FIG. 4C shows the third, preferred embodiment of the present invention in the open, or dismounted condition. Here skewer rod 20 has been manipulated via lever 15 and housing 10 of FIG. 1 in such a way as to cause the insert 50 to move laterally toward stop ring 40. Once the stop ring 40 has been reached the movement of skewer rod 20 is inhibited and the rider knows that the proper separation gap has been attained and may now remove the wheel from the lugs of the bicycle frame. Spring 30B has expanded but remains with the captive nut 60 as described above.

Operation of the apparatus of the present invention is shown in FIG. 5. Beginning with FIG. 5A, the apparatus is shown in the closed, or wheel mounted condition. Note that while not part of the invention, the chain stay lugs 82A and 82B as well as a typical hub assembly 80 are shown for reference. Initial adjustment of the apparatus of the present invention is accomplished in one of two ways. For the first and third embodiments, the wheel is placed in the lugs 82A and 82B of the bicycle frame with lever 15 in the up, or closed position. Recall that lever 15 operates a cam internal to housing 10 in a way that moves skewer rod 20 laterally.

Captive nut 60 is rotated until it is snug against the driven side frame lug 82B. Doing this accomplishes two actions: first, insert 50 travels until it abuts the inside of captive nut 60, and second, continuing to turn captive nut 60 causes insert 50 to reach its final position on rod 20. Since the skewer rod/insert combination in both the first and third embodiments depends on a shear force differential, when the skewer rod 20 is turned, only the insert will move with respect to the captive nut.

At this point the lever 15 is moved to the open position as indicated by arrow A. The rider then turns the captive nut approximately one quarter of a turn further. This quarter turn provides the correct clamping force against the lugs. Moving the lever 15 to closed position now applies the clamping force. At this time the skewer of the present invention is properly set and no further adjustment will be needed.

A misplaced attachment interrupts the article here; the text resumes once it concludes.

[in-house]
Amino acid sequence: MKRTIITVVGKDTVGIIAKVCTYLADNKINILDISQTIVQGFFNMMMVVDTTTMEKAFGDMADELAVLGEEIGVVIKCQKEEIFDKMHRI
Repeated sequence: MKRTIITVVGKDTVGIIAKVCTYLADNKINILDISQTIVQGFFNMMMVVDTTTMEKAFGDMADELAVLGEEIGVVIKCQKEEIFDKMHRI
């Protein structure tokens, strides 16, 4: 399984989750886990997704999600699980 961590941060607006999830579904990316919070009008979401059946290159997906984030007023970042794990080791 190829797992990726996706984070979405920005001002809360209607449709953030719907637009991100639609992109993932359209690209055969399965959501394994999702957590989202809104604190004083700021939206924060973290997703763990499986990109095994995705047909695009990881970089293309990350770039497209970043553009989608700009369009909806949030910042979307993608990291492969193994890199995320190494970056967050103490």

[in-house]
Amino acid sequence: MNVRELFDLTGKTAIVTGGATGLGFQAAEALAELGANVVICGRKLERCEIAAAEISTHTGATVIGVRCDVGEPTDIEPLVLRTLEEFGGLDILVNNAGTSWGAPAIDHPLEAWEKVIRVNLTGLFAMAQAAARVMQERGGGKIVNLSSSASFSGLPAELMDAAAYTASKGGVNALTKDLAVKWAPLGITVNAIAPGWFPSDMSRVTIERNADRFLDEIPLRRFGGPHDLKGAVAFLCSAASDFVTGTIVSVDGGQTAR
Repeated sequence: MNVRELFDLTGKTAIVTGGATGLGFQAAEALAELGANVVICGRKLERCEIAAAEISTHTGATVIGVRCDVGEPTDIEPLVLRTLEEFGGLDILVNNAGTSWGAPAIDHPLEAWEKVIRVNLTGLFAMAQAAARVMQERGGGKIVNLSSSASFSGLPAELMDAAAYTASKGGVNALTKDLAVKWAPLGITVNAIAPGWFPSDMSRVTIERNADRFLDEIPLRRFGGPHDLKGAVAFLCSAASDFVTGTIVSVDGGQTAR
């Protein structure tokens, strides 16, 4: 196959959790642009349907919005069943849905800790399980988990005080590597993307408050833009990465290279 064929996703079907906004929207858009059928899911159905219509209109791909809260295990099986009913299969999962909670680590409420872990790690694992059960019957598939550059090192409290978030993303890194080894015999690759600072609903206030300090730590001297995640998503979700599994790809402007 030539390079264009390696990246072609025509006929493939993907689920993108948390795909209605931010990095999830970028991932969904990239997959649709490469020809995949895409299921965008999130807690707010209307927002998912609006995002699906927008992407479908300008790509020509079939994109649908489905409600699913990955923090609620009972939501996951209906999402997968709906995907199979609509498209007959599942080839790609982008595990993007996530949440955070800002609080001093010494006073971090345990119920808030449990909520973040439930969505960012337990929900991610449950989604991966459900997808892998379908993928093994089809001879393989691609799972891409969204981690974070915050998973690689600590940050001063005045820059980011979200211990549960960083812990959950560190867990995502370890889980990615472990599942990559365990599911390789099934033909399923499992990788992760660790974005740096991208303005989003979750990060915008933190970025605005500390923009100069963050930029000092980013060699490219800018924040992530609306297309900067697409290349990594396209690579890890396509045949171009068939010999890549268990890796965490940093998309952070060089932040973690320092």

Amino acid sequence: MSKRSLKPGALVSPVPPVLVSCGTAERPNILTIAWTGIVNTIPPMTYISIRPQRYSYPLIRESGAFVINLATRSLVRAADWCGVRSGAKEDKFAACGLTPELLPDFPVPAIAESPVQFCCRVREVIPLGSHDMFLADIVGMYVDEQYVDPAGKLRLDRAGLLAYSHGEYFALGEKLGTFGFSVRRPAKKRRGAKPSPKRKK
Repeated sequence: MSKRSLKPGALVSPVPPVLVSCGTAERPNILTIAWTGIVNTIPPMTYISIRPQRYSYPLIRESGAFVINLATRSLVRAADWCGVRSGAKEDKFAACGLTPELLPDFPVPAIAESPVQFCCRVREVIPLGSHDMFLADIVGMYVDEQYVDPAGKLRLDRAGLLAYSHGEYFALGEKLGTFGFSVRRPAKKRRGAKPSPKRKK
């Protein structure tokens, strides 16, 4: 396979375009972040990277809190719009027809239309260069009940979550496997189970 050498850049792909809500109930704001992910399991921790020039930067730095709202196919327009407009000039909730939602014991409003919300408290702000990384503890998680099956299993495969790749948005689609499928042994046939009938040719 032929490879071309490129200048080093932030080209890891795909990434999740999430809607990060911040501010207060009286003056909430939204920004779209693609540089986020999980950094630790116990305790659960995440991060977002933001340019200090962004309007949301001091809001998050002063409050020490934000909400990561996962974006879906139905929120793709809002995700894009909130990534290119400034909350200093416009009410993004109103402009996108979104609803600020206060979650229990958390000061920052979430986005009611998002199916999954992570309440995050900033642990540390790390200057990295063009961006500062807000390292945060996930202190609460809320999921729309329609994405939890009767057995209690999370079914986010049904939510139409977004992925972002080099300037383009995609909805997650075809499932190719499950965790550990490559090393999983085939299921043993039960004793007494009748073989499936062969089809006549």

For the second embodiment of the present invention initial adjustment is accomplished in slightly different manner. This is because the set screw (70 of FIG. 3A) is used to provide the captive force needed to maintain the proper fixed relationship between the skewer rod 20 and the insert 50. As with the first and third embodiments, captive nut 60 is rotated until it is snug against the driven side frame lug 82B. Doing this accomplishes two actions: first, insert 50 travels until it abuts the inside of captive nut 60, and second, continuing to turn captive nut 60 causes insert 50 to reach its final position on skewer rod 20.

At this point the lever 15 is moved to the open position as indicated by arrow A. The rider then turns the captive nut approximately one quarter of a turn further. This quarter turn provides the correct clamping force against the lugs. The set screw 70 of FIG. 3A, accessed through hole 66 of FIG. 3A, is tightened against the end of skewer rod 20 to apply the captive force needed to ensure that the relative position of skewer rod 20 and insert 50 remains constant. Moving the lever 15 to closed position now applies the clamping force. At this time the skewer of the present invention is properly set and no further adjustment will be needed.